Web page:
Chapter III: 12
Peacekeepers usher us off the train, through the station and down into one of the lower floors of the Training Center where we meet our prep teams and stylists. The minute we exit the elevator, they separate Cato and me, put us in separate rooms with different sets of three people.
My team puts hot wax on strips of paper and pulls up the stubble on my legs and every other bit of hair on my body that isn't on my head. That's really the worst of it. Then they put me in a bath of strange smelling gel, get me out, rub my skin down with grainy soap, then another bath. They wash my hair for me in a sink, which feels nice until I realize how very heavy wet hair is, but once dried it's light again, dark brown, and falls to just above my elbows. Then I sit in a thin robe while they file and paint my fingernails and toenails, shine a bright light on my teeth, pluck some stray hairs I never even noticed from my eyebrows, and curl my lashes. There's some naked standing around with them looking at me. They taught us to be like machines in every sense of the word in 2. We had so many doctors looking at us to make sure we were in perfect health that eventually we grew used to being naked in front of people. Privacy and personal space were commodities afforded only to victors, Peacekeepers, and high officials. We didn't run around naked everywhere, in fact nowhere, but we were taught not to be self-conscious of our bodies and therefore I can stand here like a mannequin. Do your worst, slaves of the Capitol.
Now I meet my stylist, a woman with flowing blue hair and matching eyes, and by matching I do mean wearing bright blue contact lenses so her hair and eyes literally match.
"Hello, my dear! Congratulations! I saw you at the reaping. Very impressive. My name is Alaia! " she gushes upon entering, "Come into the light. Let me look at you."
Even I notice her strong Capitol accent, though I know my own accent is probably closer to hers than to those of 11 or 12. Those tributes will be laughing if they're not too dead scared already to laugh. Alaia takes my hand and guides me over to stand directly under the overhead light.
"You have lovely posture." She beams, walking around me only an arm's length away.
Posture? Who comments on peoples' posture?
"And I hope you don't object to us leaving your hair long like this?"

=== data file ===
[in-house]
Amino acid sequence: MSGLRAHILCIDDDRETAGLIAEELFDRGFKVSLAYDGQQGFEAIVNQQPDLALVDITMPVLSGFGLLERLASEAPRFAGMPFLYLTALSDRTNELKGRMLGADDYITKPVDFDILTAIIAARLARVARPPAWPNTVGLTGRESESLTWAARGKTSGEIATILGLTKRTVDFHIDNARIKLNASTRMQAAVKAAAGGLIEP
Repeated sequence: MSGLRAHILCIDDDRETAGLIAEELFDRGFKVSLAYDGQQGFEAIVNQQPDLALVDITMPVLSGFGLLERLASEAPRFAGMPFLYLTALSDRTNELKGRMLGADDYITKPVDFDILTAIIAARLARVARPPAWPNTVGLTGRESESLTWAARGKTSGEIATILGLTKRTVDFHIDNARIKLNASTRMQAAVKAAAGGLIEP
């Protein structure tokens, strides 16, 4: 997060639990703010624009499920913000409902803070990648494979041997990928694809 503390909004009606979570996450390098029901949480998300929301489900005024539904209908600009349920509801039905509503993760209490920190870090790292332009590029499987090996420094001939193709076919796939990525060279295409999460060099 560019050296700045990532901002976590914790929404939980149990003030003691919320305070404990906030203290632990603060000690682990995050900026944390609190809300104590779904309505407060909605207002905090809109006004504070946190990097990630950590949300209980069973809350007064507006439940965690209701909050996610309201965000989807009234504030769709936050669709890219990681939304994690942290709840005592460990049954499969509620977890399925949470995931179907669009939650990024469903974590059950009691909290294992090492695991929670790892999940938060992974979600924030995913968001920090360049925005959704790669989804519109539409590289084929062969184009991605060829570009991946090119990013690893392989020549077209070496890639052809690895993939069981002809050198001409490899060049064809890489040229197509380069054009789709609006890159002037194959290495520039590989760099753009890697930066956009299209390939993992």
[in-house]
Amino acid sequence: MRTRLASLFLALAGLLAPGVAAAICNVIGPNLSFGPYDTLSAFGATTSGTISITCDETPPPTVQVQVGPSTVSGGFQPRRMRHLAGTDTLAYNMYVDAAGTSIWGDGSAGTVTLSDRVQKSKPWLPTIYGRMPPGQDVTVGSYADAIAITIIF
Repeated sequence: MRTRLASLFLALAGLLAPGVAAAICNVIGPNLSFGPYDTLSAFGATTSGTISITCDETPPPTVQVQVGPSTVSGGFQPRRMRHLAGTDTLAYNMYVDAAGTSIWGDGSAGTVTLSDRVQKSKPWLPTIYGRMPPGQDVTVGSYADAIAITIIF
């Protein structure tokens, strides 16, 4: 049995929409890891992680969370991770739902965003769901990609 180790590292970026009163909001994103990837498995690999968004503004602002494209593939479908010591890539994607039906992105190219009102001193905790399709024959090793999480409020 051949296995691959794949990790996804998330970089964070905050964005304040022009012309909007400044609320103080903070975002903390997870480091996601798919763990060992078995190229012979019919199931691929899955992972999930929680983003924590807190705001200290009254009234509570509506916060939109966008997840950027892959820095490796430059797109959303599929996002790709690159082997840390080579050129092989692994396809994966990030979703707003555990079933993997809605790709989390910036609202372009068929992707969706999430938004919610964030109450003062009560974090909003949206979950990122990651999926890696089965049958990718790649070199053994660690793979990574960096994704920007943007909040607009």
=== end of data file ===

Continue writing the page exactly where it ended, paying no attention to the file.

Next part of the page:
Do stylists often ask for the tributes' opinions? She raises her blue eyebrows at me.
I nod. "That's fine."
"Excellent! I've met your fellow tribute and had a word with his stylist. You two are going to be stunning!" She proceeds to tell me energetically about my costume for the procession into the City Circle and I listen, wishing Cato were here.
Once I finish lunch Alaia gives me back to the prep team. They tie up my hair, braid it back, paint my nails with color this time as opposed to clear coating, and do the rest of my makeup. It smells strange, oddly sweet, and I try not to breathe in the soft powder, remembering the unfortunate occasion, namely this morning, when I inhaled powdered sugar off of a sneakily stolen doughnut.
Alaia returns and helps me into the costume itself, which is heavy, much heavier than my day clothes, almost like Peacekeeper uniforms, but softer and clearly not meant to withstand a physical attack. No, no, that's for me to deal with, not my clothes.
When I approach the chariot, Cato drops to one knee, so his head is level with my chest, takes one hand and kisses the back of it. He looks nice too and this strange greeting means he's playing up the costume, pretending to be this character. We match. We're wearing gold, shiny gladiator costumes, both with heavy gold helmets on our heads. Symbolic, probably of the fact that more victors have come from 2 than anywhere else. Maybe Alaia told me that already. Hmm. His arms are entirely exposed, which I've only ever seen when we swam together. This was probably an idea of his stylist. You can see every muscle from his shoulder to his wrist. When standing, he looks strong and intimidating, powerful. I wonder if I do too.
"You look the part," he tells me reassuringly, looking up. "Don't be nervous."